The phrase “workplace drug testing” is the process of examining biological substances to identify drugs or their metabolites present in the body. Urine tests are the most prevalent form of drug testing in the United States. However, other tests such as hair, sweat and saliva tests are administered to determine the presence of unnecessary substances. For those people who consume alcohol, breath tests are carried out to determine the level of toxicology. Workplace drug testing takes different forms and is carried out at different times, with the common forms being; post-accident testing, random testing of workers and pre-employment testing. The application of drug testing is used extensively on sport and in the judicial system to curb doping and illegal drug use. In addition, recent there has been media and public deliberations regarding the possibility of extending the use of drug testing in schools as well as the police service (Steiner and Steiner 16).
Work-related drug testing has been on the rise in the United States. It has turned out to be a major safety aspect in the workplace for both professionals and human resources. A sizeable number of Fortune 500 companies has embraced and supported drug testing. The intention is to minimize the impact from drug abuse in the place of work. Most drug use related impacts such as absenteeism, attitude problems, tardiness, and violence have been associated with reduced employees’ production. According to the United States Department of Labor, the use of drugs by workers costs employers over $80 billion annually in workers compensation costs, drug-related accidents and healthcare. Another study by Simpson reveals that over 70% of all work-related accidents are linked to drugs or alcohol, and substance abusers exploit health care benefits eighteen times more than non-abusers. In addition, drug users are over six times more probable to make workers' compensation claims as compared to non-drug users (Simpson 73).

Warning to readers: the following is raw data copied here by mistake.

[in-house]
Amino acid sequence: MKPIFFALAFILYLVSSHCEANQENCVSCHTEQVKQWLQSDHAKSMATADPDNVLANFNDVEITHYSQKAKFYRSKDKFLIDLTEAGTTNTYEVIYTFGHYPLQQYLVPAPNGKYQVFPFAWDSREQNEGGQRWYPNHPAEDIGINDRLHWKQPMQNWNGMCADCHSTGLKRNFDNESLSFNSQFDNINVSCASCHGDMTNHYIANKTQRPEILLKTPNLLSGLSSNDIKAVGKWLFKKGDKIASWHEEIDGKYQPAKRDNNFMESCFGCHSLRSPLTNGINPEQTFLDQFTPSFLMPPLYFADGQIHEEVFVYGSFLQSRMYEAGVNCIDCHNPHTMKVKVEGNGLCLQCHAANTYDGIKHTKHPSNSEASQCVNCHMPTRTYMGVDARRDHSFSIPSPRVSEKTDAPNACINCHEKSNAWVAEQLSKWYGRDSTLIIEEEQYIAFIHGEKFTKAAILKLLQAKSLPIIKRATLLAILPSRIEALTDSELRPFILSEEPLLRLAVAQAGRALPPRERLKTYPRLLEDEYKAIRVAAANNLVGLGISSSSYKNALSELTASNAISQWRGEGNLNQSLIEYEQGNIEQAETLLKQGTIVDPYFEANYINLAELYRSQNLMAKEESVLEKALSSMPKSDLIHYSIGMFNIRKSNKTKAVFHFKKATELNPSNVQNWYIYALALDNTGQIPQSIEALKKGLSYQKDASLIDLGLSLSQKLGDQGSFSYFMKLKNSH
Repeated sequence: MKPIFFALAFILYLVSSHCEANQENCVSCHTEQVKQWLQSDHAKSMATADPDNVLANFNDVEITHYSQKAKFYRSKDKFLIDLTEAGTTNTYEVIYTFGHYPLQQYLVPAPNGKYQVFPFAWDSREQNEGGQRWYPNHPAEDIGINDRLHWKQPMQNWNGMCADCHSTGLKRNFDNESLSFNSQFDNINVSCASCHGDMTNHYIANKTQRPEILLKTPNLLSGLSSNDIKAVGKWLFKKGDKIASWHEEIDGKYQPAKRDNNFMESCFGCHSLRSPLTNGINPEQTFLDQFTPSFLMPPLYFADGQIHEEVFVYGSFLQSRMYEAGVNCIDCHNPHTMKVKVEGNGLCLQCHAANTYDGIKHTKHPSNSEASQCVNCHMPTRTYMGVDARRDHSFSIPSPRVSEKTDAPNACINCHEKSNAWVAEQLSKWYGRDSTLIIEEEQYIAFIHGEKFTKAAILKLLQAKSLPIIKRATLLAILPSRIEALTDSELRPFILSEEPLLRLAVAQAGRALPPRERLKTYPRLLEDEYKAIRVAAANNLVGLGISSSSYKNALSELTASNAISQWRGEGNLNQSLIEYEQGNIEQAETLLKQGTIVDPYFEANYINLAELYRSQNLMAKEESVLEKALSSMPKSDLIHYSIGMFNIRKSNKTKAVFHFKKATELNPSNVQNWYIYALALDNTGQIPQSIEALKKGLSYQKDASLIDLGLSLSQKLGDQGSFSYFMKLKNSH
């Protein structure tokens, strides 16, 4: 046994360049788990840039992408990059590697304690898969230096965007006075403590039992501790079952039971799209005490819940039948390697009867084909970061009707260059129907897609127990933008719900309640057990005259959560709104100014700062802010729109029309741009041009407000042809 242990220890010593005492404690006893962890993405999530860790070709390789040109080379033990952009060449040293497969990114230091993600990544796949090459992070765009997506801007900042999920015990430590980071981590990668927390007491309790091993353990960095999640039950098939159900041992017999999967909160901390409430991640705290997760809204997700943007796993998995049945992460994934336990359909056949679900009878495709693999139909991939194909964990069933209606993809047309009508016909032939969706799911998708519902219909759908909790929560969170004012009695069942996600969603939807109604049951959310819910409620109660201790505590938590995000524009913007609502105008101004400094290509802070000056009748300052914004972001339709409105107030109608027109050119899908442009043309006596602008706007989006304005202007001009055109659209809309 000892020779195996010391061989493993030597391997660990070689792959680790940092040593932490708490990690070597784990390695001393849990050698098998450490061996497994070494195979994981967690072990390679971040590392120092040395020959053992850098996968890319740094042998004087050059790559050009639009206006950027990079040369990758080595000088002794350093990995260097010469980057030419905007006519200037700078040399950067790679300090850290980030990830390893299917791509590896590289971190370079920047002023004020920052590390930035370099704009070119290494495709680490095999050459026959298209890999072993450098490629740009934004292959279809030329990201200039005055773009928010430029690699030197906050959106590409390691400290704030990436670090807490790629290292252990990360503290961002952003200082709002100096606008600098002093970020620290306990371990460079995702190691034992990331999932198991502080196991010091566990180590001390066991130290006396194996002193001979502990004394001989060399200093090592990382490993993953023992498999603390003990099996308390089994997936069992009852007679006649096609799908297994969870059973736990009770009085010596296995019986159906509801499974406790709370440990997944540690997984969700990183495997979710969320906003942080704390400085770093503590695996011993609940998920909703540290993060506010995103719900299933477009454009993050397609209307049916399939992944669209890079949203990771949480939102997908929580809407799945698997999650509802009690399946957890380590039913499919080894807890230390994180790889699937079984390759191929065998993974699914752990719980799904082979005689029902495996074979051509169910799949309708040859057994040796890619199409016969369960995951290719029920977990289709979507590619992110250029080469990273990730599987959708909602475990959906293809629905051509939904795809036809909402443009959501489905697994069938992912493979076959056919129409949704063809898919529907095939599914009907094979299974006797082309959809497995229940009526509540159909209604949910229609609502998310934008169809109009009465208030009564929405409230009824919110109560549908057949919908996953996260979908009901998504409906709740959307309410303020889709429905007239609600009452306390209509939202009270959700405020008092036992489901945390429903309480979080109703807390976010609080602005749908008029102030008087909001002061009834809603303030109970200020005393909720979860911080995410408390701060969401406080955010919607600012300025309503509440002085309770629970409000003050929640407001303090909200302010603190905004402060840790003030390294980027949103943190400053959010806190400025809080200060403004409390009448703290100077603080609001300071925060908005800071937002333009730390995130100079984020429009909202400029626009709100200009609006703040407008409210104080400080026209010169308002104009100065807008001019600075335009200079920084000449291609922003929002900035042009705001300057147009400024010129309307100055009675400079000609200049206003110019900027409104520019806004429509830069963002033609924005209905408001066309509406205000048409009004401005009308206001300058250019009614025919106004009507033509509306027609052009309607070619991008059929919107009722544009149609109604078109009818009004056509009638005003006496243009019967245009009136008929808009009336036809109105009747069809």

The subject of workplace drug testing is compound, and has legal, ethical, economic, social and scientific dimensions. The pertinent experts comprise questions concerning the quickly changing nature of leisure and work in the contemporary world; the equilibrium between the welfare of employers and the privacy of employees; the connection between substance abuse and workplace-related tension. The development of workplace drug testing could have a philosophical impact on all current and potential employees in the United States, and there is a risk that this practice might become a routine in the lack of a proper and a full public debate.
With the extension of the trade amalgamation group and sensitive responsiveness of the significance of personal civil rights, American employees came to persist that being off the employment they wish not to be inspected by bosses. However, big gaps have started to emerge in the barrier that has alienated time on and off the employment, mainly owing to the introduction of modern technologies that make it likely for managers to supervise their workers' off-duty behavior., Each year, millions of American employees in both the public and personal divisions are forced to engage in urinalysis drug checks as a provision for acquiring or maintaining an employment position (Wadsworth and Smith 35).